While the snowbird season might end in April, the snowbird lifestyle requires planning throughout the year to avoid unnecessary stress and ensure your time away goes as smoothly as possible.
So even though you might just be getting back to Canada and the long summer ahead makes next winter seem far away, just remember that it will be here before you know it!
To help you get a head start on your winter escape next year, here’s our checklist of the top 10 items Canadian snowbirds should start planning for the following season as soon as they get back to Canada:
1) Secure your rental for next year
You can never begin soon enough securing a rental unit for the following winter. Snowbirds often rent the same unit year after year and often commit to the following year before they even return to Canada in the spring, making the snowbird rental market tight in many destinations.
In addition, owners of rental units you may be considering sometimes decide to sell or use the unit themselves, or they find a long term renter which means you will have to find another unit.
Exploring multiple channels early and often is a wise move, as no single channel will give you access to all available vacation rentals and the available inventory is always changing.
Networking in your community, talking to local real estate agents and checking the notice boards at clubhouses and local supermarkets are a good place to start. Of course you can also check sites like VRBO, Homeaway and Airbnb.
Many snowbird destinations also have property management companies that manage multiple long-term rental accommodations, so it’s a good idea to speak with them as well.
If you have the opportunity to secure a rental for next season while you are still in your winter destination, you should strongly consider it. Just don’t leave this until the fall or you may be out of luck.
2) Arrange for your home to be looked after while you are away
If you own your own winter home, make sure you have someone reliable to look after it while you are away. There are companies that offer this service as well as a number of individuals who have set up home watch businesses.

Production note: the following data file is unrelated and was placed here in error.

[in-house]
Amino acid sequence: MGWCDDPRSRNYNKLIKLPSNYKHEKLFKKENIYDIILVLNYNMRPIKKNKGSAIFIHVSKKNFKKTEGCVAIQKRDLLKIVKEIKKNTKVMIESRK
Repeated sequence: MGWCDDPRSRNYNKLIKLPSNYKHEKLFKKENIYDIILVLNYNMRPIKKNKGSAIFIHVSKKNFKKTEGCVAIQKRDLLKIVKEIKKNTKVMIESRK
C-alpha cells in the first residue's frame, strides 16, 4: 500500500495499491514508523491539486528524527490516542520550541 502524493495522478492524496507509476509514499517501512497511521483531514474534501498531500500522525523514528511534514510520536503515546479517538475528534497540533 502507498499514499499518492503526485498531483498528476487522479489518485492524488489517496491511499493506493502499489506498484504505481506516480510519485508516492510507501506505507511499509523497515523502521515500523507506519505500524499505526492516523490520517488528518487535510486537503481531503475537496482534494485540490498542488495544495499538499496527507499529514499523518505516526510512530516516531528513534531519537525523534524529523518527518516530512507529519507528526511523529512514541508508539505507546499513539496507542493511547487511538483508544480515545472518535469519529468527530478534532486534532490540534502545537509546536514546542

Ask for references and make sure your home watch person really does enter your unit and inspect on a regular schedule. It is important to turn on taps, flush toilets, check that the air conditioning is working, and that there are no water marks on the ceiling from upper unit leaks.
3) Book your flights well ahead if you are using points
If you are using airline points to fly back and forth between Canada and your winter snowbird destination, the sooner you book the better, as some points programs only offer a limited number of seats that can be booked on points.
However, most airlines only load their schedules about 11 months out, so you may have to wait if you are booking flights in March or April.
Remember that you can also mix and match, depending on your loyalty program, so sometimes booking two one-way flights on different carriers makes sense and gives you more availability for the dates and times you want.
4) Make appointments for your annual physical and with any specialists
Most insurance companies will require a “stability period” for any changes in medication or any new conditions that are diagnosed. Thus it is smart for snowbirds to schedule any medical appointments for April and May, so that any changes take place over the summer and will not affect your insurance stability period requirements.
Of course, if you have a new diagnosis, or have had a milestone birthday, that may also trigger an increase in premium that cannot be avoided.
5) Figure out your insurance needs and budget